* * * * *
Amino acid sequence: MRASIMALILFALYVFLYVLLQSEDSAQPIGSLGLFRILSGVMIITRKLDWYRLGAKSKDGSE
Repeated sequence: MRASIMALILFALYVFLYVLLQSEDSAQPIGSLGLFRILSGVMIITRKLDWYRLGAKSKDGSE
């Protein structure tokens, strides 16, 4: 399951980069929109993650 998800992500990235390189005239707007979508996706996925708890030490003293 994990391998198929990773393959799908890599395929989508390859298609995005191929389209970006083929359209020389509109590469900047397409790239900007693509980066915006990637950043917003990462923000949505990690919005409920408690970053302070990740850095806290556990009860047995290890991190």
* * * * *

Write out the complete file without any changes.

Amino acid sequence: MRASIMALILFALYVFLYVLLQSEDSAQPIGSLGLFRILSGVMIITRKLDWYRLGAKSKDGSE
Repeated sequence: MRASIMALILFALYVFLYVLLQSEDSAQPIGSLGLFRILSGVMIITRKLDWYRLGAKSKDGSE
């Protein structure tokens, strides 16, 4: 399951980069929109993650 998800992500990235390189005239707007979508996706996925708890030490003293 994990391998198929990773393959799908890599395929989508390859298609995005191929389209970006083929359209020389509109590469900047397409790239900007693509980066915006990637950043917003990462923000949505990690919005409920408690970053302070990740850095806290556990009860047995290890991190």